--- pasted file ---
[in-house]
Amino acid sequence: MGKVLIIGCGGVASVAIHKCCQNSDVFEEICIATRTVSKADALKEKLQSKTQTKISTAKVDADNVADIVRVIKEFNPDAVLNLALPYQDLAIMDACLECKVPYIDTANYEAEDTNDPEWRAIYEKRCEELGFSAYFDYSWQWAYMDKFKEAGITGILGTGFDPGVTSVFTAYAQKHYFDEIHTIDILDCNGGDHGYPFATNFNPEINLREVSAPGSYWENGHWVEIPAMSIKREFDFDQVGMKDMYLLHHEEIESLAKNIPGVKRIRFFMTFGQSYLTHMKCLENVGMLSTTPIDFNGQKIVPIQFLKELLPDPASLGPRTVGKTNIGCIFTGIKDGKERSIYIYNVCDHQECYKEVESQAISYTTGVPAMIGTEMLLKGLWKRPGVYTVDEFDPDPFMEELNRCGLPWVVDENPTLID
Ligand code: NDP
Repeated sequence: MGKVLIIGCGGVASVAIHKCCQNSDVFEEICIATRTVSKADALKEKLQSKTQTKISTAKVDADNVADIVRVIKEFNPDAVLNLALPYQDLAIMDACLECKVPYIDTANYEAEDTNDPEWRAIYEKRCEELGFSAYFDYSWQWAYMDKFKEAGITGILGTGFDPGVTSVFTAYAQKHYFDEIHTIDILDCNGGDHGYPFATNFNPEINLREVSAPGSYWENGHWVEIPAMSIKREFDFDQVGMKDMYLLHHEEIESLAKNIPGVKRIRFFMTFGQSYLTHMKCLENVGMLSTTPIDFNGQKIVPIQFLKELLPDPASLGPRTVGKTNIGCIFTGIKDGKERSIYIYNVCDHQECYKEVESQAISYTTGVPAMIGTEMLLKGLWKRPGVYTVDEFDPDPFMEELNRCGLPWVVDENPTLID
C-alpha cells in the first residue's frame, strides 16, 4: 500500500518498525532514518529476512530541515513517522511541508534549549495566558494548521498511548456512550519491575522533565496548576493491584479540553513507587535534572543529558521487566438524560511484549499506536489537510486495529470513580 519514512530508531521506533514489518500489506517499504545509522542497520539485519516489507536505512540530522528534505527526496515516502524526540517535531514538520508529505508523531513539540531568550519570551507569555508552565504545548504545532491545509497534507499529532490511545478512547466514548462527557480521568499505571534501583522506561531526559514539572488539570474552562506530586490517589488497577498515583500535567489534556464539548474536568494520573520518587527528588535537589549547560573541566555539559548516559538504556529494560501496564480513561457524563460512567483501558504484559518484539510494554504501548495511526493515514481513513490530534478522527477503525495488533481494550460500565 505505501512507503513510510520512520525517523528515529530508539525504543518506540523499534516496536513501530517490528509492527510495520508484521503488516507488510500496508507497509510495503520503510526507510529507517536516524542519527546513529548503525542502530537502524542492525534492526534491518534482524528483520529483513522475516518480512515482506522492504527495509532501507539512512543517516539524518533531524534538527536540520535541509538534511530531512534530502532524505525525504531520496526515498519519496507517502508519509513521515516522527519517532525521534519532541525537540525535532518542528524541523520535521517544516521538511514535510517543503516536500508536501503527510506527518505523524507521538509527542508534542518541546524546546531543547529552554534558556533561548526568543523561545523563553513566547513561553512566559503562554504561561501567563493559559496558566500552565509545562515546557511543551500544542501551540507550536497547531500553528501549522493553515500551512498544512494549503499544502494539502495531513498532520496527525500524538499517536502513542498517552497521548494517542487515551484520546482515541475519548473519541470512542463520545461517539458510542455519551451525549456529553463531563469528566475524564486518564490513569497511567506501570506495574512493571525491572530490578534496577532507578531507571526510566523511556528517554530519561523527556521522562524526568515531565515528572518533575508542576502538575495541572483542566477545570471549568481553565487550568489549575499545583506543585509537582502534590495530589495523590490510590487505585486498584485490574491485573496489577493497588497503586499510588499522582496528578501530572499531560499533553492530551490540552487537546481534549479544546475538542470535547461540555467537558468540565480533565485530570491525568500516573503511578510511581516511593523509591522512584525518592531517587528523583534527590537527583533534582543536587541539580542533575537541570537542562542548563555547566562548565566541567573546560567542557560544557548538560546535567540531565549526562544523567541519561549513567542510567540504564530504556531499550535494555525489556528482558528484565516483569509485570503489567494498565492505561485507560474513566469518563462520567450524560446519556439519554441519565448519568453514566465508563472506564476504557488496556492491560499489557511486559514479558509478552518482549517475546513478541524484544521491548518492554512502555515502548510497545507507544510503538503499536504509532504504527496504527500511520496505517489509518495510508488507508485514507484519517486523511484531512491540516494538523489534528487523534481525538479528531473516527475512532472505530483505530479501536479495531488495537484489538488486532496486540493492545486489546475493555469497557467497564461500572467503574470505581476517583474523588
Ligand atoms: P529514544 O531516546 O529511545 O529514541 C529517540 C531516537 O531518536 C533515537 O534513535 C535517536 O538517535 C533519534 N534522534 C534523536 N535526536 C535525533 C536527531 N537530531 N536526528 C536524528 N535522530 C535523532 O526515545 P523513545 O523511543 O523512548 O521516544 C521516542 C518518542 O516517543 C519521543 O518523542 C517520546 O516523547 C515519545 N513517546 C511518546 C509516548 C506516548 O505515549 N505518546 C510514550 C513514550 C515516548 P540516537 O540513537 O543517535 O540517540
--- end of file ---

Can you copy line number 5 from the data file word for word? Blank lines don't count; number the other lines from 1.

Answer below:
C-alpha cells in the first residue's frame, strides 16, 4: 500500500518498525532514518529476512530541515513517522511541508534549549495566558494548521498511548456512550519491575522533565496548576493491584479540553513507587535534572543529558521487566438524560511484549499506536489537510486495529470513580 519514512530508531521506533514489518500489506517499504545509522542497520539485519516489507536505512540530522528534505527526496515516502524526540517535531514538520508529505508523531513539540531568550519570551507569555508552565504545548504545532491545509497534507499529532490511545478512547466514548462527557480521568499505571534501583522506561531526559514539572488539570474552562506530586490517589488497577498515583500535567489534556464539548474536568494520573520518587527528588535537589549547560573541566555539559548516559538504556529494560501496564480513561457524563460512567483501558504484559518484539510494554504501548495511526493515514481513513490530534478522527477503525495488533481494550460500565 505505501512507503513510510520512520525517523528515529530508539525504543518506540523499534516496536513501530517490528509492527510495520508484521503488516507488510500496508507497509510495503520503510526507510529507517536516524542519527546513529548503525542502530537502524542492525534492526534491518534482524528483520529483513522475516518480512515482506522492504527495509532501507539512512543517516539524518533531524534538527536540520535541509538534511530531512534530502532524505525525504531520496526515498519519496507517502508519509513521515516522527519517532525521534519532541525537540525535532518542528524541523520535521517544516521538511514535510517543503516536500508536501503527510506527518505523524507521538509527542508534542518541546524546546531543547529552554534558556533561548526568543523561545523563553513566547513561553512566559503562554504561561501567563493559559496558566500552565509545562515546557511543551500544542501551540507550536497547531500553528501549522493553515500551512498544512494549503499544502494539502495531513498532520496527525500524538499517536502513542498517552497521548494517542487515551484520546482515541475519548473519541470512542463520545461517539458510542455519551451525549456529553463531563469528566475524564486518564490513569497511567506501570506495574512493571525491572530490578534496577532507578531507571526510566523511556528517554530519561523527556521522562524526568515531565515528572518533575508542576502538575495541572483542566477545570471549568481553565487550568489549575499545583506543585509537582502534590495530589495523590490510590487505585486498584485490574491485573496489577493497588497503586499510588499522582496528578501530572499531560499533553492530551490540552487537546481534549479544546475538542470535547461540555467537558468540565480533565485530570491525568500516573503511578510511581516511593523509591522512584525518592531517587528523583534527590537527583533534582543536587541539580542533575537541570537542562542548563555547566562548565566541567573546560567542557560544557548538560546535567540531565549526562544523567541519561549513567542510567540504564530504556531499550535494555525489556528482558528484565516483569509485570503489567494498565492505561485507560474513566469518563462520567450524560446519556439519554441519565448519568453514566465508563472506564476504557488496556492491560499489557511486559514479558509478552518482549517475546513478541524484544521491548518492554512502555515502548510497545507507544510503538503499536504509532504504527496504527500511520496505517489509518495510508488507508485514507484519517486523511484531512491540516494538523489534528487523534481525538479528531473516527475512532472505530483505530479501536479495531488495537484489538488486532496486540493492545486489546475493555469497557467497564461500572467503574470505581476517583474523588